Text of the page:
Date on Master's Thesis/Doctoral Dissertation


Document Type

Doctoral Dissertation

Degree Name

Ph. D.


Industrial Engineering

Degree Program

Industrial Engineering, PhD

Committee Chair

Chou, Kevin

Committee Co-Chair (if applicable)

Starr, Thomas

Committee Member

Starr, Thomas

Committee Member

Yang, Li

Committee Member

Gerber, Erin

Author's Keywords

Powder bed fusion; porosity; transient length; ti-6Al-4V; surface roughness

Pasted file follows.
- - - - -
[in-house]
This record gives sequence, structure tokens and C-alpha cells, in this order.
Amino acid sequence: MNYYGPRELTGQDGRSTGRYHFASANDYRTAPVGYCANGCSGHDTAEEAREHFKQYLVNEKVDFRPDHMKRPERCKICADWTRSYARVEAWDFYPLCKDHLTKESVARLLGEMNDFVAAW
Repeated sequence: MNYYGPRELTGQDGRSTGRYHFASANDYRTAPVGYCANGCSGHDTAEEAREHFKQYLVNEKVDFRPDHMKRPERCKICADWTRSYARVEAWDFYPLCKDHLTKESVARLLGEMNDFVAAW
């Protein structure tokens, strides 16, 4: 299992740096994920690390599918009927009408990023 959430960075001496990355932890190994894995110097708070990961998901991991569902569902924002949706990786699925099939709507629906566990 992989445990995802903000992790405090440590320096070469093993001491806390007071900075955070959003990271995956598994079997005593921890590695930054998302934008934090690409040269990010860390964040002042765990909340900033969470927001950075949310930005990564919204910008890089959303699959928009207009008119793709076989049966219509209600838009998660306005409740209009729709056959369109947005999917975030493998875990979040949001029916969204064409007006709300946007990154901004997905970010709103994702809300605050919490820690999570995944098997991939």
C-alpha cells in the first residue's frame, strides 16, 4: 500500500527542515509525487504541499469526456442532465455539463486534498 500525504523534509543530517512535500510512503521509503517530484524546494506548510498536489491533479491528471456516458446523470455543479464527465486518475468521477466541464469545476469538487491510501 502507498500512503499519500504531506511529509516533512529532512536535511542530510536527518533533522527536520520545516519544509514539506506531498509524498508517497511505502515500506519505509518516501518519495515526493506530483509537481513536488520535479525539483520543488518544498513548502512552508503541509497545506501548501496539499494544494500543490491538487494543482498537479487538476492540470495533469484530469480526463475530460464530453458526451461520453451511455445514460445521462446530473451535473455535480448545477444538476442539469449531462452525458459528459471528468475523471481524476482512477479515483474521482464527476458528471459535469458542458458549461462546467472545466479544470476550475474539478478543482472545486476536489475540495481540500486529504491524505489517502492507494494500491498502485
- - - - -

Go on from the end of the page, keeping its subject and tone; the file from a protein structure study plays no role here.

Laser powder bed fusion (L-PBF) process represents a form of metal additive manufacturing (AM) where micron-level powdered material is selectively melted and fused layer by layer to create intricate three-dimensional parts. This process involves rapid melting and solidification, leading to intense thermocapillary convection within the molten pool. The melt pool is a crucial element of the L-PBF process and refers to the localized region where the powder particles are melted and solidified to form each layer of the printed part. The shape and dimensions of the melt pool directly influence the accuracy and surface finish of the printed part. Precise control of the melt pool geometry is essential for achieving the desired dimensions and avoiding defects in the final part. Optimizing process parameters and achieving high-quality printed parts require a deep understanding of the dynamics governing the melt pool. In this regard, both experimental and simulation methods were employed to study the melt pool geometry and its variations, considering various parameter combinations and different length scales. The printed parts were also examined for defects like porosity and to analyze their surface characteristics. The study started with an initial implementation of a simplified three-dimensional model of a powder bed using ANSYS Fluent. The simulation setup was based on a custom user defined function that integrated a volumetric heat source, temperature-dependent material properties, and volume of fluid method for identifying the free surface. The simulation setup was then employed to investigate the impact of varying powder size distributions on the formation of a melt pool. The results show that the size and distribution of particles in the powder mixture play a crucial role in shaping the evolution and geometry of the molten pool. Smaller particles encourage a consistent and uninterrupted flow within the molten pool. However, the presence of voids promotes fluid convection in the downward direction, leading to a temporary increase in the depth of the molten pool. This finding highlights the importance of understanding the role of particle size and distribution in shaping the characteristics of the melt pool during the L-PBF process. The evolution of the melt pool in the L-PBF process is closely related to pore formation in the final printed parts. Porosity refers to the presence of voids or empty spaces within the printed parts during the AM processes. Several factors related to melt pool dynamics, such as insufficient energy input, balling phenomenon, insufficient overlapping, gas entrapment, and overheating can contribute to pore formation. When the energy density is high, there is a possibility of forming keyhole pores. This occurs when excessive energy input from the laser causes deep penetration of the molten material into the powder bed, resulting in an elongated shape cavity resembling a keyhole shape. Multiple tensile coupons were printed with various parameters to understand pore morphology before and after fracture. A non-destructive technique of micro-CT scan method was utilized to analyze the porosity. The findings indicate that the energy density and build orientation significantly influence the porosity of the as-built printed samples, while the impact of the location change is observed to be minimal. After undergoing tensile testing, the samples exhibit a notable increase of more than nine percent in both pore volume and porosity percentage compared to their initial as-built counterparts. These results emphasize the importance of carefully controlling energy input and optimizing build orientation to mitigate porosity and enhance the quality of L-PBF printed parts. During the L-PBF process, a laser with a spot size ranging in the hundreds of microns interacts with metal powder to form tracks. The laser follows predefined scan paths in each layer, and the behavior of the melt pool during each scan is heavily influenced by the laser power and scan speed. The melting process can occur in three modes: incomplete melting, conduction mode melting, and keyhole mode melting, depending on the combination of these two parameters. Only conduction and keyhole mode melting result in the formation of continuous and complete tracks. The length of the scan determines whether the scanned track reaches a quasi-steady state or not. Regardless of the laser power and scan speed values used, a transient region exists at the start and end of long scan vectors. The melt pool geometry in this transient region displays distinct characteristics compared to the quasi-steady region in the middle. The physics of the melt pool dynamics in these transient states remain largely unexplored. Understanding the characteristics of the melt pool in the transient region is essential to ensure the quality of smaller-dimensional parts in the L-PBF process. Improving our knowledge in this area can lead to better control over the printing process and enhanced quality of the final printed components. The research involved conducting experiments on one-dimensional line scans, referred to as single tracks, using an extensive design of experiment (DOE) approach for process parameters and multiple replicates with several builds. The surface data from these as-built tracks were collected using a non-contact optical profilometer, the WYKO NT1100. The analysis of the single tracks revealed that the track width and surface height varied along the scan line. Particularly, the track width at both the start and end of the track demonstrated distinct characteristics with significant fluctuations. The region in the middle, referred to as quasi-steady region, showed uniform width with relatively low variation. The transient and quasi-steady regions were quantified based on the track width variations along the scan line. Additionally, the length of the transient region was not constant for all the parameters but varied with power and scan speed settings. The analysis results show that the transient length at the start ranged from 300 microns to 1400 microns, for the power and scan speed values used in the experiment. Following the analysis of results from the single track experiment, the research progressed to fabricating two-dimensional raster-area scans. The findings of the single track experiment were integrated into the experimental setup of the raster scans to refine the DOE. The two-dimensional prints incorporated extra process parameters like hatch spacing and the number of scan lines. The results show that the parameters that resulted in larger transient regions for raster scans also resulted in higher surface roughness. The shorter scan lengths which only consisted of transient zones resulted in higher surface roughness and the increasing scan length reduced the average roughness. In addition to examining the surface characteristics of the transient region, another set of experiments was conducted to analyze the surface roughness of raster scans in the quasi-steady regions. This experiment involved assessing the impact of process parameters, including laser power, scanning speed, and hatch spacing, on the surface characteristics of single-layer raster scan areas through the design of experiment and multiple replicates. The result revealed that raster scan areas with lower laser power, higher scanning speed, and higher hatch spacing have higher surface roughness. Moreover, among the three main parameters, laser power played the most significant role in determining the surface roughness value.